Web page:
I’ve been thinking of how to put a bow on my Lenten affirmations. I will say that it has been the most meaningful discipline I have undertaken in a long time. Something in my brain fundamentally shifted by affirming myself and being grateful for the things in my life. I was changed by this Lent in a way that I’m not sure that I fully understand. I am looking at the world with different eyes.
But what can I say this Eastertide? What does the resurrection say to me as one who is growing in love for himself in order to love the world more fully? The answer is simple, but it requires a higher christology (Understanding of who Jesus is) than I usually have. But then again, maybe it doesn’t…
Simply put, the resurrection as it is understood in Christian thought is an act of self love. Certainly we can talk about the distinct persons of the Trinitarian community. The “Father/Mother” loved the “Son” and raised Him from the dead. But In the beginning was the Word. The Word was with God and the Word was God. Jesus spoke intimately of his connection to God, particularly in John’s gospel. Seven times Jesus claims I AM status, the same “name” that God gives for God’self to Moses via the non-burning bush. The author of Colossians calls Jesus the image of the invisible God. The Nicean creed speaks of Jesus being “homoousios”- of the same substance- as God. So Jesus is made of God stuff. And God didn’t want to see God stuff dying and dead. The resurrection was God removing the dead parts from God’s self, because God loved God’s self. The resurrection is actually a radical commitment to removing death first and foremost from One’s self. We wouldn’t call the resurrection selfish. If there is an opportunity to remove death from one’s life, why not take it? It is the most loving thing to do.
I have found that the most loving thing that I can do for myself is to remove from my life those things that feel to me like death. Not hard things. Not challenges. Death things, things that don’t affirm my worth, things that make me feel shame and guilt. Things that tell me that I’m not good enough. Things that tell me that I’m unworthy. Some of those “things” are relationships. It’s not to say that those people were death or that they were killing me, but that the ways I viewed myself in relation to them were toxic to my health. Some of things are habits. There are ways in which I slowly kill myself each day either by what I do or by what I leave undone. To recognize those patterns and to consciously work on breaking them is, for me, a practice of resurrection.
My goal here is the goal of Easter. It is the goal of life, lived freely, abundantly, fearlessly, and openly. I desire this because a life lived this way is a life lived towards others and allows me to see the image of God in them. You see, when I see God in others, the God in me acts with self interest. The God in me desires to see death removed from those who also carry the image of God inside of them because God loves God’self. There have been times in the last year or so where others have had to break relationship with me to remove the death from their lives. I grieve that, but I understand it. We should be actin in a way that removes that which is dying from the lives of others.
Yesterday, months and months of community effort resulted in the closing of a nuisance bar. This establishment had served underage patrons with frequency which lead to all manner of lewd behavior in the surrounding communities. That establishment was death in the community and I have spent much of my work life in the last two weeks taking up the fight that had been going on long before I arrived in Baltimore to see this life sucking business shut down. The pronouncement by the liquor board that refused to renew their liquor license felt like a proclamation of resurrection.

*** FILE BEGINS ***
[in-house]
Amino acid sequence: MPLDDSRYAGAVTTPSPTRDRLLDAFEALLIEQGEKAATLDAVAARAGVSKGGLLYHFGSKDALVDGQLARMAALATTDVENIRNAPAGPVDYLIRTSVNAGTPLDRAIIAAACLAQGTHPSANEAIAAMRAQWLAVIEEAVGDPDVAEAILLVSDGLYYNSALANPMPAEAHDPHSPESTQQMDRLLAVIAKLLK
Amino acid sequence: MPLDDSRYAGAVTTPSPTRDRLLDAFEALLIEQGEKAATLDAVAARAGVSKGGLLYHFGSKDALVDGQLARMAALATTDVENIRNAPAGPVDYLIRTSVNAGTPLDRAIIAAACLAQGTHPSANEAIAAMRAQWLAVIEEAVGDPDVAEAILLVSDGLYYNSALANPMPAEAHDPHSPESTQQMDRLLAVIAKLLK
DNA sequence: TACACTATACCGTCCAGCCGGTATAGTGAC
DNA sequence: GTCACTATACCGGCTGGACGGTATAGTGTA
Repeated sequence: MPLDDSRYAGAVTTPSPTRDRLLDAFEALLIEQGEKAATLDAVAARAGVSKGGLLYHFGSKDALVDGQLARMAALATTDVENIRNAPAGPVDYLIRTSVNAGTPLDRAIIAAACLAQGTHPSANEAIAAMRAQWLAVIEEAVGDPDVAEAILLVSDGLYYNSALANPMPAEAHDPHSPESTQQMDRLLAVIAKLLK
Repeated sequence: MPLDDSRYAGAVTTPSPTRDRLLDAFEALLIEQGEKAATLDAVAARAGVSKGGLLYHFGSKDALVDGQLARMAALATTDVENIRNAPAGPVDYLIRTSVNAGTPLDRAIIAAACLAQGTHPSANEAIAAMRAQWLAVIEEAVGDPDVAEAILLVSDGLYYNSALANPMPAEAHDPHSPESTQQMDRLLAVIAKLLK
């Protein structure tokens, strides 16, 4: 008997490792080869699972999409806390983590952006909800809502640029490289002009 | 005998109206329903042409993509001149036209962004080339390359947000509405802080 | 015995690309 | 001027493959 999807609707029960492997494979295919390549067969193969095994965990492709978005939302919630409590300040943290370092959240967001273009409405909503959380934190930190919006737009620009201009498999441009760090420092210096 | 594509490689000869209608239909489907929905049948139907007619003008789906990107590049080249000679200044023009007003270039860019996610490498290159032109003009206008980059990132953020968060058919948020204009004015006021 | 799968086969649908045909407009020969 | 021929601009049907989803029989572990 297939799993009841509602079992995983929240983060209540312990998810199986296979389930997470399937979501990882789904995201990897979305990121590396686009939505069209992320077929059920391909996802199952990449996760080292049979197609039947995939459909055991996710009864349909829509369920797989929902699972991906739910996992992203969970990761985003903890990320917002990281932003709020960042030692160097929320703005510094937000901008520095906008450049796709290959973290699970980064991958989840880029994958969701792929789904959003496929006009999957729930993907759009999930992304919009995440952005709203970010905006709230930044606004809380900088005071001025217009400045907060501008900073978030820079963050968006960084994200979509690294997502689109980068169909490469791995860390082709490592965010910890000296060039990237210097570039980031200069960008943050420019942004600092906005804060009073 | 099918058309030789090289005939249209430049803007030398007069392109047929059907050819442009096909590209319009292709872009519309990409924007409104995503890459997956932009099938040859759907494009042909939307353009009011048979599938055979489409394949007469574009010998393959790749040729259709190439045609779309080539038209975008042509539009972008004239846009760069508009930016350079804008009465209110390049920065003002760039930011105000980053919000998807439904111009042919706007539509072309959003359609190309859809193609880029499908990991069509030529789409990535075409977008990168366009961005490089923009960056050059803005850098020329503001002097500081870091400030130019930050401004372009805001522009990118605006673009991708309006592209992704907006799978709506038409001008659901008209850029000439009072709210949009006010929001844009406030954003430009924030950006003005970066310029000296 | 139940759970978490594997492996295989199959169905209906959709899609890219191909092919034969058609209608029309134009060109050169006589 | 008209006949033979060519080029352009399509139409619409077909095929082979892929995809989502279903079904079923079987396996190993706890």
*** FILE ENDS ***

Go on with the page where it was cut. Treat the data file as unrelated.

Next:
In a world where police deal death to black bodies, extreme scrutiny of the police state is an act of resurrection. In a world where Trans people commit suicide or are bullied to death on the regular, protection and inclusion of our Trans family feels like resurrection. In cities where schools are closed and discounted as “failing”, tutoring and after school programs feel like resurrection. In homes given citations because widows can’t afford to make repairs, new drywall feels like resurrection…
And in the self-loathing mind of a depressive, abuse victim, affirmations of his (or you know, “her”) own worth feel like resurrection. Because resurrection is about self love. God’s love for God’s self. And the God in me sees the God in college kids who party on York Road and wants to remove the death from their life. The God in me sees the God in the black boy gunned down and wants to see death removed from his neighborhood. The God in me sees the God in the policeman and wants death removed from his problem solving toolkit. The God in me sees the God in the person whose sexuality or gender have been sources of persecution and wants to see them be freely who they were made to be. The God in me sees God in the struggling student and the anxious widow and wants them to be treated with dignity.
And the God in me, sees the God in me and says “Rise! Rise from your self doubt, and self loathing! Rise from your fear and and anxiety! Rise from your past failure and shame! Rise and be the father, friend, organizer, pastor, community member, artist, lover, partner you were meant to be! Rise and help others to do the same cause that’s what you do! That’s what God does!”
As I’ve been wrestling with this post this week, this song appeared came through my iTunes. Thank you Kendrick Lamar. There’s something about a black man singing “I love myself” that is incredibly uplifting!